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Fatty acid-modified dairy vs. conventional dairy and endothelial function (full-text)

Am J Clin Nutr 2022 Jan 10; nqab428. 
Effect of fat reformulated dairy food consumption on postprandial flow-mediated dilatation and cardiometabolic risk biomarkers compared with conventional dairy: a randomized, controlled trial
Oonagh Markey 1, Dafni Vasilopoulou 1, Kirsty E Kliem 2 3, Colette C Fagan 1 3, Alistair S Grandison 1, Rachel Sutton 1, David J Humphries 1 3, Susan Todd 4, Kim G Jackson 1 3, David I Givens 3, Julie A Lovegrove 1 3
Affiliations
  • 1 Hugh Sinclair Unit of Human Nutrition and Institute for Cardiovascular and Metabolic Research, University of Reading, Reading, United Kingdom.
  • 2 Animal, Dairy, and Food Chain Sciences, University of Reading, Reading, United Kingdom.
  • 3 Institute for Food, Nutrition, and Health, University of Reading, Reading, United Kingdom.
  • 4 Department of Mathematics and Statistics, University of Reading, Reading, United Kingdom.
 
Abstract
Background: Longer-term consumption of saturated fatty acid (SFA)-reduced, monounsaturated fatty acid (MUFA)-enriched dairy products have been reported to improve fasting flow-mediated vasodilation (FMD). Yet, their impact on endothelial function in the postprandial state warrants investigation.
Objectives: To compare the impact of a fatty acid (FA)-modified with a conventional (control) dairy diet on the postprandial %FMD (primary outcome) and systemic cardiometabolic responses to representative meals, and retrospectively explore whether treatment effects differ by apolipoprotein (APO)E or endothelial nitric oxide synthase (eNOS) Glu298Asp gene polymorphisms.
Methods: In a crossover-design randomized controlled study, 52 adults with moderate cardiovascular disease risk consumed dairy products [38% total energy intake (%TE) from fat: FA-modified (target: 16%TE SFAs; 14%TE MUFAs) or control (19%TE SFAs; 11%TE MUFAs)] for 12-wk, separated by an 8-wk washout. Blood sampling and FMD measurements (0-480 min) were performed pre- and post-intervention after sequential mixed meals that were representative of the assigned dairy diets (0 min; ∼50 g fat; 330 min; ∼30 g fat).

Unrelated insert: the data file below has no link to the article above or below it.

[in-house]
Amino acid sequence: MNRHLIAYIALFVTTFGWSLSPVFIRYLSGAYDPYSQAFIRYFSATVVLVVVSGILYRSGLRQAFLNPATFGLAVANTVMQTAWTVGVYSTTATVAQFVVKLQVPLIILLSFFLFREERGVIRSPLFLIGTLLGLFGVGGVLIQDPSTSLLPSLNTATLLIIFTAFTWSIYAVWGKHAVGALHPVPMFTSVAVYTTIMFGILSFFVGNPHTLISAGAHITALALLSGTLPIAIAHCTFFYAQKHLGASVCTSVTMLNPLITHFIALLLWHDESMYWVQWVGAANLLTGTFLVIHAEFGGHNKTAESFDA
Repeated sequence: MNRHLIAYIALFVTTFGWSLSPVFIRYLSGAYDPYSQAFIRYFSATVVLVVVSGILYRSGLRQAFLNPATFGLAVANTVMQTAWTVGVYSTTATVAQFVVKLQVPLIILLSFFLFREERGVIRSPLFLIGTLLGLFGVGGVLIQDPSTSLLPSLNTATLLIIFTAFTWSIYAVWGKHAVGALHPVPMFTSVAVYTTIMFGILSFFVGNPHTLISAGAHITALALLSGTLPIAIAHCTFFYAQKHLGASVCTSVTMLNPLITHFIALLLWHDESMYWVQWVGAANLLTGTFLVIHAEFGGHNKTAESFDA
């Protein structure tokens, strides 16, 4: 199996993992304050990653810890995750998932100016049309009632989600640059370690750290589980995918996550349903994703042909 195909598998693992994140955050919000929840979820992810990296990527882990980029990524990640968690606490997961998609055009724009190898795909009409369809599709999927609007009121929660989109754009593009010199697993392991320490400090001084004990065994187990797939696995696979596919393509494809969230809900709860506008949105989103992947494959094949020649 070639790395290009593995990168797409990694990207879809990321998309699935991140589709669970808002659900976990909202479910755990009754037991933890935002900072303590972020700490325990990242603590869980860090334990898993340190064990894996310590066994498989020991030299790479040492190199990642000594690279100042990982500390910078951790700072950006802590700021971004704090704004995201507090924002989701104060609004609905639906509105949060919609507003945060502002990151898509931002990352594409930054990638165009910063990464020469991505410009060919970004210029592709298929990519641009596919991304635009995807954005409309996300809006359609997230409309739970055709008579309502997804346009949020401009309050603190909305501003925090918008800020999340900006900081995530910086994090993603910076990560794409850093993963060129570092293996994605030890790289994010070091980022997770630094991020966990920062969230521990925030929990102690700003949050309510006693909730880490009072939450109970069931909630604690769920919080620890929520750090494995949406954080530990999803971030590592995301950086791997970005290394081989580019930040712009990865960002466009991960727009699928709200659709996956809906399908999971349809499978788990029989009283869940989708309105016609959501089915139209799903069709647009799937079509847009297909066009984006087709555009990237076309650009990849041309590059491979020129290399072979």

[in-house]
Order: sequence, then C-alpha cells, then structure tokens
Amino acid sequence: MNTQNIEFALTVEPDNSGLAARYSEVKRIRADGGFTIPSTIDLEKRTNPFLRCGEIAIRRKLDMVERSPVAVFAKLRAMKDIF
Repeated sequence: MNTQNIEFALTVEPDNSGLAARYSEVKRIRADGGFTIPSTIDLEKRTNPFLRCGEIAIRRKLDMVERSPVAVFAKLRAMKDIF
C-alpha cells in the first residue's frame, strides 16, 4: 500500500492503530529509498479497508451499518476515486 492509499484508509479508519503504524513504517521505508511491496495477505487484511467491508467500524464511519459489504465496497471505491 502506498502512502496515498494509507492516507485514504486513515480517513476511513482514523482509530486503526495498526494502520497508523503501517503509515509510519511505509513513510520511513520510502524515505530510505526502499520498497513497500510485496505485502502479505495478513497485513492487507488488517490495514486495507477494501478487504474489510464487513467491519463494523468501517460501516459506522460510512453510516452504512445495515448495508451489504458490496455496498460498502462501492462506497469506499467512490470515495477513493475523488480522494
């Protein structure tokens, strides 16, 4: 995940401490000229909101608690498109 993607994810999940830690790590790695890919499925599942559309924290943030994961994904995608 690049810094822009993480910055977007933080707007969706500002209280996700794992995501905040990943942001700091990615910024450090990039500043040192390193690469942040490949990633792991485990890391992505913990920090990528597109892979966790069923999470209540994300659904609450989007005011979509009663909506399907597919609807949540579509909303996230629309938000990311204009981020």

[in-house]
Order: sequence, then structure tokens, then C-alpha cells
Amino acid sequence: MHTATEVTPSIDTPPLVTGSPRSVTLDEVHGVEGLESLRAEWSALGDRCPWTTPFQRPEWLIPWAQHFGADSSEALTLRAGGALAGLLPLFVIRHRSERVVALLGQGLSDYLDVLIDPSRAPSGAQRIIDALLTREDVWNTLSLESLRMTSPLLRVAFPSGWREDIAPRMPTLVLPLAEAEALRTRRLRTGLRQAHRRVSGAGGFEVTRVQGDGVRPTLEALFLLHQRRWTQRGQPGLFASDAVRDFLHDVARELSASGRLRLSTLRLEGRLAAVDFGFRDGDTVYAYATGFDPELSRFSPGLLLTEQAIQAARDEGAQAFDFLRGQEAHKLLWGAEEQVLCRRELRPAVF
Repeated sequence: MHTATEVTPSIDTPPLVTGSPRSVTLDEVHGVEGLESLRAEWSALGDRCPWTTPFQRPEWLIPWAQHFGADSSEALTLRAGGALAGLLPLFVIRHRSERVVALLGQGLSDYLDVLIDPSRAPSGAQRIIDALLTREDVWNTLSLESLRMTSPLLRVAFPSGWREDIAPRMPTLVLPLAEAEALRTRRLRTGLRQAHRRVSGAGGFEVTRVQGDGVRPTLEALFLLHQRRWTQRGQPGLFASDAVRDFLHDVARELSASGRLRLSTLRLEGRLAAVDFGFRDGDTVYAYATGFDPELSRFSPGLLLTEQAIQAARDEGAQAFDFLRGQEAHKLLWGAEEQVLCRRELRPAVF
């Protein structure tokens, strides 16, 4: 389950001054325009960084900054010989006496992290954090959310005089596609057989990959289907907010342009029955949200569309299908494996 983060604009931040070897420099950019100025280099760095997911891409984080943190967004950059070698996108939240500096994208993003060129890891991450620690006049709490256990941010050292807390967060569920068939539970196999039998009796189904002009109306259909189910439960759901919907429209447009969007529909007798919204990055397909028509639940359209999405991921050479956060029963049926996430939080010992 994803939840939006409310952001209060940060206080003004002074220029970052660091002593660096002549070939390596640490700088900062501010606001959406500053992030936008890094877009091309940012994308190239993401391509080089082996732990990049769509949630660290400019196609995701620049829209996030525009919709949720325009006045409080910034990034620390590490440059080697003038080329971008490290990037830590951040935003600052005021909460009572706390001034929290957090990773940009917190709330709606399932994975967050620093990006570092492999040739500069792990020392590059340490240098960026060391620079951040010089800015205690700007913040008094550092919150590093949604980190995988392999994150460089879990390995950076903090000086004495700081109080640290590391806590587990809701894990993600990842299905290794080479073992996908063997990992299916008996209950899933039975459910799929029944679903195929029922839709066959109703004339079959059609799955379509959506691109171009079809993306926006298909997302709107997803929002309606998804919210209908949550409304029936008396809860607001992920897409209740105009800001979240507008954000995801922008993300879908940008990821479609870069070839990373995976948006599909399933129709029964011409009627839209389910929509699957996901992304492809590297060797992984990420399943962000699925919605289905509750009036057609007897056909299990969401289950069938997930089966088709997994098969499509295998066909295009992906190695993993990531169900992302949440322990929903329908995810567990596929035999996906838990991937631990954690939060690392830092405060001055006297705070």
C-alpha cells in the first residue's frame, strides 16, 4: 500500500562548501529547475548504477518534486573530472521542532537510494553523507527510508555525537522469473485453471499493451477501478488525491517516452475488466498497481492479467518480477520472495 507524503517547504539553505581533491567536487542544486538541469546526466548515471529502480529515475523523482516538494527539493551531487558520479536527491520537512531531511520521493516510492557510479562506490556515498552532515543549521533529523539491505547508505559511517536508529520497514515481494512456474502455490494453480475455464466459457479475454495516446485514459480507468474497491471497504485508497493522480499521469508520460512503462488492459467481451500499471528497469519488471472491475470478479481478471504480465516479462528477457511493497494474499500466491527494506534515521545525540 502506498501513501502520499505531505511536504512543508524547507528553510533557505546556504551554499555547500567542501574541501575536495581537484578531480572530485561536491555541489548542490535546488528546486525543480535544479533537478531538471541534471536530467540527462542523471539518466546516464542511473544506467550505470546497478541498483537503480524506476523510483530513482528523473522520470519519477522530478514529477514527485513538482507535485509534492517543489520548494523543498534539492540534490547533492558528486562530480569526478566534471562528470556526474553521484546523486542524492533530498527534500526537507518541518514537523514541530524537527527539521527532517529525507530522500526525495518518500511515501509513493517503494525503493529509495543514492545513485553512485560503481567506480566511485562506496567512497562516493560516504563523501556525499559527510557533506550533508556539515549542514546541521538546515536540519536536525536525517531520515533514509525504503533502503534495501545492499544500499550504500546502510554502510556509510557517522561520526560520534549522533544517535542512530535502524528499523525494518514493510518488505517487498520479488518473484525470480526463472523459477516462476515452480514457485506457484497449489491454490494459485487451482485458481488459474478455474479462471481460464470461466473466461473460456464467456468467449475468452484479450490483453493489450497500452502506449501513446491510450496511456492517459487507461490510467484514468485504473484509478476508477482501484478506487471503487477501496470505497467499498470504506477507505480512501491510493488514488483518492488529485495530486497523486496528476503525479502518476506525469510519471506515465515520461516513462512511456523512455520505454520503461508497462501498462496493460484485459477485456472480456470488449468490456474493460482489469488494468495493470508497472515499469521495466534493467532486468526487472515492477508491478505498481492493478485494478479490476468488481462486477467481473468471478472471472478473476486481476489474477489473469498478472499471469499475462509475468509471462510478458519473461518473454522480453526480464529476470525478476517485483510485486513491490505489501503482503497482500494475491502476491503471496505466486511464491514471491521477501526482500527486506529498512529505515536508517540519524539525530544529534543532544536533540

Results: Relative to pre-intervention (∆), the FA-modified dairy diet and meals (treatment) attenuated the increase in the incremental AUC (iAUC), but not AUC, for the %FMD response observed with the conventional treatment (-135 ± 69 vs + 199 ± 82% x min; P = 0.005). The ∆ iAUC, but not AUC, for the apoB response decreased after FA-modified yet increased after the conventional treatment (-4 ± 3 vs + 3 ± 3 mg/mL × min; P = 0.004). The ∆ iAUC decreased for total plasma SFAs (P = 0.003) and trans 18:1 (P < 0.0001) and increased for cis-MUFAs (P < 0.0001) following conventional, relative to the FA-modified treatment. No treatment x APOE- or eNOS-genotype interactions were evident for any outcome.
Conclusions: This study provides novel insights into the longer-term effects of FA-modified dairy food consumption on postprandial cardiometabolic responses.
 
© The Author(s) 2022. Published by Oxford University Press on behalf of the American Society for Nutrition.
 
Fig.1 ) Nutritional composition of the sequential high-fat mixed test breakfast (0 min) and lunch meals (330 min) that incorporated the fatty acid–modified or conventional (control) dairy products
 
1Values are total energy and macronutrient quantities of each test meal according to modified and control diet. CHO, carbohydrate; FA, fatty acid; TFA, trans fatty acid.
2Measurement of energy, total fat, protein, and carbohydrate content of the dairy product samples was conducted in duplicate by SGS UK Ltd. (Ealing, London; ISO 17,025 accredited laboratory).
3Lipids extracted from the dairy product samples were analyzed in triplicate for FA composition by GC–flame ionization detection using a standardized procedure, as described previously.
 
 
 
 
 
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